Arnie WeissmannCost-shifting -- the transferring of certain expenses to business partners and customers -- is quite in vogue in the travel industry these days. In a recent high-profile attempt to shift costs, Northwest Airlines demonstrated the key difference between cost-cutting and cost-shifting.

The former can be done unilaterally, but the latter requires two parties, the shifter and the shiftee. If the shiftee refuses the gift of added expense, the effort fails.

It would seem to be stating the obvious to say that there are certain costs suppliers cant shift unless a second party is willing to pick them up, but the travel industry has provided a curious exception:

Some airlines, Northwest among them, have demonstrated that a company always has the option of shifting costs from second parties to itself.

Though no one believes it was done by design, these legacy airlines performed remarkable sleight-of-hand by first shifting distribution costs to themselves (from travel agent commissions to their own call centers) and then, after agents habituated the public to accept service fees, shifting their call-center costs back to consumers with a new $5 fee.

So, instead of paying for bookings, the airlines are now being paid to take them. Who says the airlines lack imagination?

This will only work, of course, as long as the public doesnt stop to consider that agents actually perform a service for their fee -- they shop for fares and options among several airlines -- while airlines merely perform a rote reading of their own current inventory and prices.

Although cost-shifting by airlines makes headlines at Travel Weekly, cost-shifting is rampant in the industry in a thousand smaller ways. It doesnt always happen directly and transparently, as with Northwests very visible fees, but can take vastly subtler forms when people in the supply chain try to push their costs onto others.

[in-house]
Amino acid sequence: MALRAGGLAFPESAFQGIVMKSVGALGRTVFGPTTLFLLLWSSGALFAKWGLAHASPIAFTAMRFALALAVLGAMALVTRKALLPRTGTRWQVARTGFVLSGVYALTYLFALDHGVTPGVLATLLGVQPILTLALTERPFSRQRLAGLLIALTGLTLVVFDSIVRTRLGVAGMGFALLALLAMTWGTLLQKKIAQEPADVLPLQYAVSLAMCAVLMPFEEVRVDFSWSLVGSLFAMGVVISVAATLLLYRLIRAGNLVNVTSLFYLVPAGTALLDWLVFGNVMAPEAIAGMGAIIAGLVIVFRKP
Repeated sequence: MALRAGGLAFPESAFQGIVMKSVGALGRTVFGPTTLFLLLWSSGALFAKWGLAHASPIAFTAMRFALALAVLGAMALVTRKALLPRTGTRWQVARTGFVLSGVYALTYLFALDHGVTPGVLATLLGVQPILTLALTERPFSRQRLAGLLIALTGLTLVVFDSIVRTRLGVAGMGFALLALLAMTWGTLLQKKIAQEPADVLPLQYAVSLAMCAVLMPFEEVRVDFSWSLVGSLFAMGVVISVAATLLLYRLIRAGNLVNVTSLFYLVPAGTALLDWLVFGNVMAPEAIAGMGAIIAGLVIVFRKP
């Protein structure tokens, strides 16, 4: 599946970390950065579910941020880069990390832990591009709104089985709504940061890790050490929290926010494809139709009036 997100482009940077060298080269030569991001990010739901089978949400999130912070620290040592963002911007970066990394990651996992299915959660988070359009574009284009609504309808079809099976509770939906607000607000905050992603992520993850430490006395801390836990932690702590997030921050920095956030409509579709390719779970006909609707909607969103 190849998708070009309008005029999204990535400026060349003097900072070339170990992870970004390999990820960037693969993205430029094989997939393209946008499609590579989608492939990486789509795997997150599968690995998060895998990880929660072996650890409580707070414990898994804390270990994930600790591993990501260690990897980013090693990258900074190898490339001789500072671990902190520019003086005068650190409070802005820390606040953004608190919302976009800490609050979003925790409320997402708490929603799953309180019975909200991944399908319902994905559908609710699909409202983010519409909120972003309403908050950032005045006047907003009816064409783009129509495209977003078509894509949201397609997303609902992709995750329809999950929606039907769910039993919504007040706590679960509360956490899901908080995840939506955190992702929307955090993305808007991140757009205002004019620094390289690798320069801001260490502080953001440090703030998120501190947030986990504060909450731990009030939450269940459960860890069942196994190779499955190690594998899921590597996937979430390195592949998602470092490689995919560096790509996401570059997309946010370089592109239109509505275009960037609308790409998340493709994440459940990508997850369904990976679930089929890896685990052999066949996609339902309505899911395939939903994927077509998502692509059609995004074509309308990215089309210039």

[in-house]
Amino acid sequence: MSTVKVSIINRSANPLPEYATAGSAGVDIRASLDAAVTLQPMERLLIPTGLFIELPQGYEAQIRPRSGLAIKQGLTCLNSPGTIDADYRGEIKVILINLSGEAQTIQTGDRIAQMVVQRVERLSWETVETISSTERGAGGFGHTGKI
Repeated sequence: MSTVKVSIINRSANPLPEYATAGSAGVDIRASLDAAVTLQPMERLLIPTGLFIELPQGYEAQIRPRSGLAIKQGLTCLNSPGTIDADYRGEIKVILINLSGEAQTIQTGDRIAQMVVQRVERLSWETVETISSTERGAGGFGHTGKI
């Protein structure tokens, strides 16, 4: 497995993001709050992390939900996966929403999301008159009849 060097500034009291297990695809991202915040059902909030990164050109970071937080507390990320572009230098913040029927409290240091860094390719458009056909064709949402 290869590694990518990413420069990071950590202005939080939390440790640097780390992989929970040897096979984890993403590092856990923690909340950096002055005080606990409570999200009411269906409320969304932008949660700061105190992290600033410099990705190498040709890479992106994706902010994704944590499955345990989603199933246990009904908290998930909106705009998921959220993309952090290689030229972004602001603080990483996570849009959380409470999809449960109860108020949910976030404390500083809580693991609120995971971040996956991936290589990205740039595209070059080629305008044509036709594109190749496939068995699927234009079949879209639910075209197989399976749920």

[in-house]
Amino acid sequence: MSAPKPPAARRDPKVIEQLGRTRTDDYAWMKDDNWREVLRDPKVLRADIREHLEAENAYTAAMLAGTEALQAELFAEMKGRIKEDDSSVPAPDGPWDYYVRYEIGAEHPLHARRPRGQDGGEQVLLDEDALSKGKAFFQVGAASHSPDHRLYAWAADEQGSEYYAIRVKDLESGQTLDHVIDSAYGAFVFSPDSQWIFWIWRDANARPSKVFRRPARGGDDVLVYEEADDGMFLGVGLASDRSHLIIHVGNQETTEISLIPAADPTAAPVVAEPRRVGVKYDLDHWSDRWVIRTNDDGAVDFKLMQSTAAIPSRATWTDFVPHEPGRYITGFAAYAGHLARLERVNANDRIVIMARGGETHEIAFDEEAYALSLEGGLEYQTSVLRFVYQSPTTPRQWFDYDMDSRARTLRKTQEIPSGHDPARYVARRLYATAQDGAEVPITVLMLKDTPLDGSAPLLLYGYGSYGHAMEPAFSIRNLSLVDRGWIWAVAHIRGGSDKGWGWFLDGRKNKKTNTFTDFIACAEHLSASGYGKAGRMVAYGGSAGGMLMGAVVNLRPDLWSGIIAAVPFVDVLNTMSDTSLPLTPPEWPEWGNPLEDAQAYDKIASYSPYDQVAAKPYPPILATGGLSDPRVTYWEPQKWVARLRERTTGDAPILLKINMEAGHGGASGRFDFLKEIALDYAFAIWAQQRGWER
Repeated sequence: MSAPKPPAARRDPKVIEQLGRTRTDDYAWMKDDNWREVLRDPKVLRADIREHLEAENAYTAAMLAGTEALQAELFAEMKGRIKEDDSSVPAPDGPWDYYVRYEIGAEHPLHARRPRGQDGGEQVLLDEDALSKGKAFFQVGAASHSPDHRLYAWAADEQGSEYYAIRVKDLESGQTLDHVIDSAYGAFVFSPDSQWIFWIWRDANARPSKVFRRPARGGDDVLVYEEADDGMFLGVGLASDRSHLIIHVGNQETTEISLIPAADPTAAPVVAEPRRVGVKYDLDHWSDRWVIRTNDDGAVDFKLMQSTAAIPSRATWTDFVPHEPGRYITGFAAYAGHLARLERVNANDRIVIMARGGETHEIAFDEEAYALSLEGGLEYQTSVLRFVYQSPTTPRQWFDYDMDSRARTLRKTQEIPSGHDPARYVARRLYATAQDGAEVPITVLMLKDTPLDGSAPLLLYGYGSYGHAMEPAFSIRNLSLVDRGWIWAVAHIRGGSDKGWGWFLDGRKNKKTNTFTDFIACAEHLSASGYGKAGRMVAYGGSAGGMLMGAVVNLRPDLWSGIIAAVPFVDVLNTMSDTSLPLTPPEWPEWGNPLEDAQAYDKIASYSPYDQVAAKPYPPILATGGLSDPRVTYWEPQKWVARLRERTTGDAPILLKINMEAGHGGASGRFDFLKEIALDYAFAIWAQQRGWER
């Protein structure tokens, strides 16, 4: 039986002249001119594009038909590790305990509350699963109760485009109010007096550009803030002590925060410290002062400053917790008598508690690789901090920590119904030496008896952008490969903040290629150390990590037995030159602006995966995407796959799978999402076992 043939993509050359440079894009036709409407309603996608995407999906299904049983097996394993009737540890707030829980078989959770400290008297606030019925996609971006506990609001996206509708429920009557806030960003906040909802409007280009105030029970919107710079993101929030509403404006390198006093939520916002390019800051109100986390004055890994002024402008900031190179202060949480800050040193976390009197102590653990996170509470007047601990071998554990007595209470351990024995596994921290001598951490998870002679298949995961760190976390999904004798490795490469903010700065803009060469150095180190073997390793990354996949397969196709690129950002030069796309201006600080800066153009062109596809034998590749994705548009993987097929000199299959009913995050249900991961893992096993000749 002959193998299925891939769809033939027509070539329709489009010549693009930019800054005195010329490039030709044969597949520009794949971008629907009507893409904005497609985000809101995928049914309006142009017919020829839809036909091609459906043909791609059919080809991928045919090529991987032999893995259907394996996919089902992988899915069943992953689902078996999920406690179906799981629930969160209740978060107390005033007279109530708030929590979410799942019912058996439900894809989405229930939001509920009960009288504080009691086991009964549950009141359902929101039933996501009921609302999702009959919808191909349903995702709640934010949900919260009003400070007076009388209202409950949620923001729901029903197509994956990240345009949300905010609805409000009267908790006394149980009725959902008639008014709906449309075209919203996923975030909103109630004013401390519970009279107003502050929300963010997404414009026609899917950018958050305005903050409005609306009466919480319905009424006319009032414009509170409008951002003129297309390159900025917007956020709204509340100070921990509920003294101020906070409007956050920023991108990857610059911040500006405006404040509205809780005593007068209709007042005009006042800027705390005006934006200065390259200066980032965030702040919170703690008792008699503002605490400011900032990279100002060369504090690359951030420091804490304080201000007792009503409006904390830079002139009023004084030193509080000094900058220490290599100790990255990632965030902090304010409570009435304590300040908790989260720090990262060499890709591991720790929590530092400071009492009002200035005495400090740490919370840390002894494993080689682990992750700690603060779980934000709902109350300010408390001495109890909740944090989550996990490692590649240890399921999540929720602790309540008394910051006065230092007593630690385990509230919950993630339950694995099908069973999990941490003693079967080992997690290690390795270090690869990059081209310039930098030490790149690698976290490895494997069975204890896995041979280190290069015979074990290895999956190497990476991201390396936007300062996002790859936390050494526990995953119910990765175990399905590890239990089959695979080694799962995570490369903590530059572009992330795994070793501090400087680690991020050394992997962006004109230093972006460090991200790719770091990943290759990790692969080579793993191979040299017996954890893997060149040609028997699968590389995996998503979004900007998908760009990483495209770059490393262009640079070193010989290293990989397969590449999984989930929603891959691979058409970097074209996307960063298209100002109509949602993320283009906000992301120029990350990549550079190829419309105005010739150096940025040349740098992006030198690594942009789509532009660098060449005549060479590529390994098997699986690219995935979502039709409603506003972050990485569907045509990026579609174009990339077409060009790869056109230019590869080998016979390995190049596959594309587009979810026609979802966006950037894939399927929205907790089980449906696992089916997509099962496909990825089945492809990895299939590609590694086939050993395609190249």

For example, I recently was on vacation in Australia and took a one-day tour of some natural attractions that were booked as part of my package. My guide was the owner of a small company that provides local tours.

When he found out I was in the industry, he expressed concern about a cost shift that was affecting his business.

The guide said that his customer pipeline used to begin with a travel agent abroad who sold an international wholesalers package to Australia.

Usually, the package was assembled and coordinated by a local Australian inbound operator, who, in putting together the package, contracted with him to deliver the local tour.

But now wholesalers are trying to cut out the inbound operator by dealing directly with suppliers like me, he said.

The consequences arent good for him. In their attempt to retain their attractiveness to wholesalers, the inbound operators are trying to lower their prices -- by shifting cost to him.

They ask him to eat the difference between their previous prices and their more attractive lower prices.

He noted that he avoids this headache with wholesalers like Swain Australia Tours, which still maintains its own inbound operations in Australia.

If, as an industry, we have cut as close to the bone as we can and have begun to look at cost-shifting as a viable alternative to further cuts, the airline and tour operator efforts mentioned above may provide guidelines of sorts.

First, consumers may be better candidates to receive a cost shift than industry partners.

Second, success in cost-shifting may rest on whether the vowel following the sh is perceived to be an i or an a.

When the equation changes from the shifter and shiftee to the shafter and the shafted, its safe to assume that failure is imminent.

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